In all our apostolates, we continue the legacy of our Foundress. Each sister, in her own personality and area of service, finds that as she lives our charism authentically, there is a joyful, trusting flow of grace from the Heart of Jesus that helps create a strong family spirit among those we accompany in our apostolates through all stages of life – in education, retreat work, and health care. To live our vocation fully, we not only act as individuals, but we intentionally create a communal presence that allows us to accompany others at all stages of life through the healing and transformative encounter with Christ.




Sister Catherine Marie with a group of students at St. Theresa School in Coral Gables, FL.

Catholic education has been an integral part of the various apostolates of our Community from its inception. When the Carmelite Sisters arrived in the Archdiocese of Los Angeles, our first education apostolate was teaching catechism to other Mexican refugees and serving orphans in Los Angeles. In 1950, we began teaching in parochial schools and have continued serving in elementary and high schools since that time. Today, we teach in the Archdiocese of Los Angeles, the Diocese of San Bernardino, the Archdiocese of Miami, and the Archdiocese of Denver.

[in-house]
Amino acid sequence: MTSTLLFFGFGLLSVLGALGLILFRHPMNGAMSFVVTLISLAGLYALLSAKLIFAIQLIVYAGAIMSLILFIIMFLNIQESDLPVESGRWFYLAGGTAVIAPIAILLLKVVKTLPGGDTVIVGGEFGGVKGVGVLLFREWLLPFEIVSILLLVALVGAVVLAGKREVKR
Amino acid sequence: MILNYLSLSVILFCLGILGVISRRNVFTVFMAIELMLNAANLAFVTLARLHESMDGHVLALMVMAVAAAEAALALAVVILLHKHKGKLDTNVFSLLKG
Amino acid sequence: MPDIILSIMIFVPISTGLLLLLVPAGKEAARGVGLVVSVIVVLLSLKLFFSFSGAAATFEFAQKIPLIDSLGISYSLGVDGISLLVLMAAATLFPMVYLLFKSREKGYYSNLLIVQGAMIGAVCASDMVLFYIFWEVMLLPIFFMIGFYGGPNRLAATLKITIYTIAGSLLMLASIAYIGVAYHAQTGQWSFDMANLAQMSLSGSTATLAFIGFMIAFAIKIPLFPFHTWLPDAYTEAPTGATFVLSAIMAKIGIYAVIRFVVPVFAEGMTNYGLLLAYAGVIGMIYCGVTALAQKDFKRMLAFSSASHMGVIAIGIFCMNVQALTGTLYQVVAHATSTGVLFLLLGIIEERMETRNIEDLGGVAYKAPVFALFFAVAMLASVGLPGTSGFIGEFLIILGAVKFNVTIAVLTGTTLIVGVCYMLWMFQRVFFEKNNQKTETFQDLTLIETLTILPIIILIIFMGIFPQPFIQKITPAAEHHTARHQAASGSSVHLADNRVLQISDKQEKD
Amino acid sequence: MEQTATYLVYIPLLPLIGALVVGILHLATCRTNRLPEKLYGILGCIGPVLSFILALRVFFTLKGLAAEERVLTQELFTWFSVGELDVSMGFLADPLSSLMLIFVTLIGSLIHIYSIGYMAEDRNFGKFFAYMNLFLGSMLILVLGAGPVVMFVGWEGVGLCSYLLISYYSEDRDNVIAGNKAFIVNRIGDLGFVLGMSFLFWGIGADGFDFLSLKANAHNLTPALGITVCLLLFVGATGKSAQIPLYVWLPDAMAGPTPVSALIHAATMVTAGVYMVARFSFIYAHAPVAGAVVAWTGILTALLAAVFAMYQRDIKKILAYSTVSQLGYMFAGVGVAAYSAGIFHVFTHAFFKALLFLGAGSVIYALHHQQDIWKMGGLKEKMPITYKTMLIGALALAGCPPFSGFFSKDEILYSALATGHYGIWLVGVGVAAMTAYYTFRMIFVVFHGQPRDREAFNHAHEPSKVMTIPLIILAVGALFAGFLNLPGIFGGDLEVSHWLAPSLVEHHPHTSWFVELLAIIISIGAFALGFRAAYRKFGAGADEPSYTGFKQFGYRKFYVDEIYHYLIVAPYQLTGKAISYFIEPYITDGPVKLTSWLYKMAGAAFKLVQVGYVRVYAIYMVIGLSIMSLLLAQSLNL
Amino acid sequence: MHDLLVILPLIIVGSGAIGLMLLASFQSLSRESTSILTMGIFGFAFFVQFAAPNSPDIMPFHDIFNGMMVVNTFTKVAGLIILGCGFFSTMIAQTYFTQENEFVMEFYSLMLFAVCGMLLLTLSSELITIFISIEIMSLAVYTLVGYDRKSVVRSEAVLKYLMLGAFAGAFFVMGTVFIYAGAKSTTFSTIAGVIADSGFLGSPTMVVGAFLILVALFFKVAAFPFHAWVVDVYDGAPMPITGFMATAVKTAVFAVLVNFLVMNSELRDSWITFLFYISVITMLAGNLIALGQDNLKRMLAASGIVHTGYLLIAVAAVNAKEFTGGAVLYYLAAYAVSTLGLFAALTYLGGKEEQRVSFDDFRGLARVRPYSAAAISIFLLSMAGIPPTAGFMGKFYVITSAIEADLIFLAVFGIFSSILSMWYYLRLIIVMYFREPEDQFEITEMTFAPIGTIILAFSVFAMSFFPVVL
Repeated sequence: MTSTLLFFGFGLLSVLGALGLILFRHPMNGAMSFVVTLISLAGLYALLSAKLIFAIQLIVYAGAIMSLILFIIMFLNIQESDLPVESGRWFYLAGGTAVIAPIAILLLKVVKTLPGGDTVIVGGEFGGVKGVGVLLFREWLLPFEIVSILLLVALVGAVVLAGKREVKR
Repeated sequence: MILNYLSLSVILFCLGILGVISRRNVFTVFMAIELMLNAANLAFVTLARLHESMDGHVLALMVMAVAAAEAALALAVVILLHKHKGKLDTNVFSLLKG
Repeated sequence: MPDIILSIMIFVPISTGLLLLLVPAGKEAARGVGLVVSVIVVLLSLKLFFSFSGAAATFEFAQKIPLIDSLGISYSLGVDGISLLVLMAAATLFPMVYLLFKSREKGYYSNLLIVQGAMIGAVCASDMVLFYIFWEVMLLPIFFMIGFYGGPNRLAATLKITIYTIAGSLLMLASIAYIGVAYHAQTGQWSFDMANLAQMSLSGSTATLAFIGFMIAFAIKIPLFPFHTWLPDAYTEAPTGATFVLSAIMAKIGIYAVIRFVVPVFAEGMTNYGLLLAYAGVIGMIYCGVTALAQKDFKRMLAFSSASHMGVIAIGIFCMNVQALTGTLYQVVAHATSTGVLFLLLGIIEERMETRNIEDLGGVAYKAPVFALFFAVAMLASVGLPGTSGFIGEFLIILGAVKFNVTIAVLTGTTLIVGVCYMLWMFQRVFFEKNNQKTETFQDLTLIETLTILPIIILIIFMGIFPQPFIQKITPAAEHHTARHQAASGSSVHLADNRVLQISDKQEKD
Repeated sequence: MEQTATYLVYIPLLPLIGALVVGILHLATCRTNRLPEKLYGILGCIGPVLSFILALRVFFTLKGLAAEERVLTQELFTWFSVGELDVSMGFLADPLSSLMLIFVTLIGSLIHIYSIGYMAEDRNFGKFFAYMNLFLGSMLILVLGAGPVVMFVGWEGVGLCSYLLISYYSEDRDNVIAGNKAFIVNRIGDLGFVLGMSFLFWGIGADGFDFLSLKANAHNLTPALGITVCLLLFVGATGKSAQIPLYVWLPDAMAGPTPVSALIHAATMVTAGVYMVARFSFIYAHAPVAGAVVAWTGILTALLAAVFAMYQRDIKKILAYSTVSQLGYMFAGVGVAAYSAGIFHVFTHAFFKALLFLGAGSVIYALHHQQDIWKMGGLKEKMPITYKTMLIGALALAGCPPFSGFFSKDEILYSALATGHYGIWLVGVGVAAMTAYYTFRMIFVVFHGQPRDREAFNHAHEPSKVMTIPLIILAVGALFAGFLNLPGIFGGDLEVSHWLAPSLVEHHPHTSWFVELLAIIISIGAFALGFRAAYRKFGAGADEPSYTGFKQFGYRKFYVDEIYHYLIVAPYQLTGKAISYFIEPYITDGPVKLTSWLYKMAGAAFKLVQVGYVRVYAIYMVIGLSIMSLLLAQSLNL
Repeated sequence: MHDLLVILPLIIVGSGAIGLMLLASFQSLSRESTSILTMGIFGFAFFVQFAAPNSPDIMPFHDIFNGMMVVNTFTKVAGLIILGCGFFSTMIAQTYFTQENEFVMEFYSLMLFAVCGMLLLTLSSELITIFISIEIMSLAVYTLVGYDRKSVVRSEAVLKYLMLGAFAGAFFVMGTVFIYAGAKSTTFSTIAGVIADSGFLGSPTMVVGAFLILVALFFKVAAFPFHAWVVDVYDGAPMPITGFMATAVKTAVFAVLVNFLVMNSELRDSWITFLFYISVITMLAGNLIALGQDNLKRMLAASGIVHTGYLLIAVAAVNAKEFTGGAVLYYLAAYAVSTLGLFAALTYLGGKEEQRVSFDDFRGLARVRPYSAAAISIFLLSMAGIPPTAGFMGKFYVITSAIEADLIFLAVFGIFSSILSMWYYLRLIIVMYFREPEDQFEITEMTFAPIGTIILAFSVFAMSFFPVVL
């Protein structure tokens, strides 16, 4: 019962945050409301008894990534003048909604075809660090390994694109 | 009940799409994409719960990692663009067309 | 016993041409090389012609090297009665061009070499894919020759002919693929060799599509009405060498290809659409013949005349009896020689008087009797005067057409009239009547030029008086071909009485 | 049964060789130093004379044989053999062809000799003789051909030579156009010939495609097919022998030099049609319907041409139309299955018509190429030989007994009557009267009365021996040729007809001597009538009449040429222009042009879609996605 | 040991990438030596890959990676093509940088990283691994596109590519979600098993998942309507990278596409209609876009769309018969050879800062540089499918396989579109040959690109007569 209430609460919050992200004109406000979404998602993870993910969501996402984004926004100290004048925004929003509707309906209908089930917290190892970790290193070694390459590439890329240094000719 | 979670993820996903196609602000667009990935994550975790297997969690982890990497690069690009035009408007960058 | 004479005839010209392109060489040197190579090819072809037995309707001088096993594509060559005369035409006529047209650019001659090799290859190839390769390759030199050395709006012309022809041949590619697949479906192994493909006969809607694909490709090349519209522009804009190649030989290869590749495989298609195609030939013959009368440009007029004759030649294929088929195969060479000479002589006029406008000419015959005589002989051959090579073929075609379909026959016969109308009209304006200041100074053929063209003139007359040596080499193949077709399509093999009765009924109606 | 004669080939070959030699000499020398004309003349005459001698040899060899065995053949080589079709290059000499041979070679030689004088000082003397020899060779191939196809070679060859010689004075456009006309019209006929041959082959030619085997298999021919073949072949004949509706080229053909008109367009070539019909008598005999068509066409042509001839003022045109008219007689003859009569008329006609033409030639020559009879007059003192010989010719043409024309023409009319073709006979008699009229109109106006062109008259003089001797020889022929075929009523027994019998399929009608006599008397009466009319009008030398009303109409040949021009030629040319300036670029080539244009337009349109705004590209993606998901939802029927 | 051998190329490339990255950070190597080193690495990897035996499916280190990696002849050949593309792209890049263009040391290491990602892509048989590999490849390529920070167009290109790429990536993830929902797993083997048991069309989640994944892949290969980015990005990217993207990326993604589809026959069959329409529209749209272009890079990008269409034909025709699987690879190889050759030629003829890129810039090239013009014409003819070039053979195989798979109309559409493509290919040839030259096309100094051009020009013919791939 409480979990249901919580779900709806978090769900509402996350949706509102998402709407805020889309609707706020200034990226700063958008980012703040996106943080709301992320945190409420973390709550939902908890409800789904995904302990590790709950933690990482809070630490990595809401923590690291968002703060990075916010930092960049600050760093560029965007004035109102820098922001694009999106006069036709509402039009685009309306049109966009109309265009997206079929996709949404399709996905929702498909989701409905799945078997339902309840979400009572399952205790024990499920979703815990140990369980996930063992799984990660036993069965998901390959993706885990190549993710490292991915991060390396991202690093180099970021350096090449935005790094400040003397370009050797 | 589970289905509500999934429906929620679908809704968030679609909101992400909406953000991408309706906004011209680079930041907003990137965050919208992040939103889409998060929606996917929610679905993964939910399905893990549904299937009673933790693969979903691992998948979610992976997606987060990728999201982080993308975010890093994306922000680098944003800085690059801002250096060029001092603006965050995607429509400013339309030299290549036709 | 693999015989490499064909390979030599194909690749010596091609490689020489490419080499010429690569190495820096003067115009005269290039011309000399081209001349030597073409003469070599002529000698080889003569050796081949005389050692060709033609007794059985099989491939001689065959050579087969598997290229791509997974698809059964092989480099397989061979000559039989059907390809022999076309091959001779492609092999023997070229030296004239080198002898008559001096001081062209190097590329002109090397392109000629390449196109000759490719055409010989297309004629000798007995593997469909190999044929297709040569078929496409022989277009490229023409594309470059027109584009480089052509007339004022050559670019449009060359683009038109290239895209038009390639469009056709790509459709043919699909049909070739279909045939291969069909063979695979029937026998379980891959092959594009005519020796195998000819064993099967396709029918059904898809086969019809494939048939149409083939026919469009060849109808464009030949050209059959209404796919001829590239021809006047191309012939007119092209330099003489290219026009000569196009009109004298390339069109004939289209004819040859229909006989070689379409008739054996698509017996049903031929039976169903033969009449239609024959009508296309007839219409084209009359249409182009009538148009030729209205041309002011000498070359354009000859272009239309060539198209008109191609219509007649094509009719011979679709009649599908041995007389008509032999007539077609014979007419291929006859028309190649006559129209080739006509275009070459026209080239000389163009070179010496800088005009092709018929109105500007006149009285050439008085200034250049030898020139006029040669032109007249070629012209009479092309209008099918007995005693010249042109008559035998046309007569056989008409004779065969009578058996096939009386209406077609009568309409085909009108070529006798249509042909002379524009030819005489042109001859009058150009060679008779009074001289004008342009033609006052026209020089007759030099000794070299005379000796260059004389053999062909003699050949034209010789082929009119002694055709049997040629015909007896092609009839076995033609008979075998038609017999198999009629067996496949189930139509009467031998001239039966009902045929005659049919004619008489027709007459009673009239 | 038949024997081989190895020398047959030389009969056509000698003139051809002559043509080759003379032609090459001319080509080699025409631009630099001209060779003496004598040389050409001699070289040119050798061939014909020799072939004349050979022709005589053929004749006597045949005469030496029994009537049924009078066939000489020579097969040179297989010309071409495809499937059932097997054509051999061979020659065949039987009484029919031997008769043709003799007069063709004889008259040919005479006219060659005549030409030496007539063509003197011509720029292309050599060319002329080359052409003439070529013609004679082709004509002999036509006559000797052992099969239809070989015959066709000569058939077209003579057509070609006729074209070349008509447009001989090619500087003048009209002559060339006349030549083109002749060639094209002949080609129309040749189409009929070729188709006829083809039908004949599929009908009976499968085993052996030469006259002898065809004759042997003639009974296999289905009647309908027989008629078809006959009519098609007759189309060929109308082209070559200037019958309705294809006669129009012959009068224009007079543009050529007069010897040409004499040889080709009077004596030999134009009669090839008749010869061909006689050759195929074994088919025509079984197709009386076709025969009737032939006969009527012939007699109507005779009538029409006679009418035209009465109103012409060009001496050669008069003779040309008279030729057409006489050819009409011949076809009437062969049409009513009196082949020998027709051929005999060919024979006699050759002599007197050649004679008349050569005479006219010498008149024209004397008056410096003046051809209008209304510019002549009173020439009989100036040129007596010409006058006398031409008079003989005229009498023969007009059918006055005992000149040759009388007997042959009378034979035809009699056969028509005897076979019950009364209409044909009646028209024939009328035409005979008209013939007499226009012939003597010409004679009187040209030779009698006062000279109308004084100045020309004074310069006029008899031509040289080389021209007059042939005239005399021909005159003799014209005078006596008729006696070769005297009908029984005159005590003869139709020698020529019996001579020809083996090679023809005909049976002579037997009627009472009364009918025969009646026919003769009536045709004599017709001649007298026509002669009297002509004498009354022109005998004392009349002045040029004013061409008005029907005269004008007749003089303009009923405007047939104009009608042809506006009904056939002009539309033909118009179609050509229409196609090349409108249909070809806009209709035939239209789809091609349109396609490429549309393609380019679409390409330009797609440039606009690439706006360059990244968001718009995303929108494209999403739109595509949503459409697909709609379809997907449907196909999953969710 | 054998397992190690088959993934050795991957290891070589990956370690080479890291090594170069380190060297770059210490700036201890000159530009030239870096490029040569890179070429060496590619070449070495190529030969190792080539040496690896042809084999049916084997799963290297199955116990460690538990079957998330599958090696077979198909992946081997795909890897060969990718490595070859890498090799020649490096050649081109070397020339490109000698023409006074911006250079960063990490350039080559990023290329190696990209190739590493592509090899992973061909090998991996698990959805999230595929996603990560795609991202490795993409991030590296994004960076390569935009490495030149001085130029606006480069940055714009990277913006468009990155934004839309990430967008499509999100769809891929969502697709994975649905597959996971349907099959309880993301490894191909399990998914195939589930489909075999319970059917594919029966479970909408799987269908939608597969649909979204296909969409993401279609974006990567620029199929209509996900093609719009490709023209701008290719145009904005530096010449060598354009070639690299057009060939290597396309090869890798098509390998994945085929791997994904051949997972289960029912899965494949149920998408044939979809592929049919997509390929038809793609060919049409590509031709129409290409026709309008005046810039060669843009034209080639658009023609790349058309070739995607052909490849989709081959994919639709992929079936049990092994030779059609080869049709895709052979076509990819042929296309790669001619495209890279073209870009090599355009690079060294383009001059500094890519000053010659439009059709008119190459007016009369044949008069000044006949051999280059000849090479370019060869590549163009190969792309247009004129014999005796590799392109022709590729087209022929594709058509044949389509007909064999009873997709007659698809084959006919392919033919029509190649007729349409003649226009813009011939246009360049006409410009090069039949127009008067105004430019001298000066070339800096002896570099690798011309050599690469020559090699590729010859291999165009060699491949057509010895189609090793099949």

Within our education apostolate, we form our students to encounter the joy, love, and truth of Jesus Christ. We create a joyful family atmosphere in our schools which fosters a genuine love for learning. Through formation in the “Catholic Intellectual Tradition” in collaboration with families, we form students with a truly Catholic worldview that fosters a love for truth, virtue, and respect for the dignity of every person. Emphasizing the formation of the whole person, we promote excellence through a rich liberal arts education. Students personally encounter Christ through prayer, academics, and relationships, thus learning to vibrantly live their Catholic faith, cultivating virtue and habits of mind that will last a lifetime.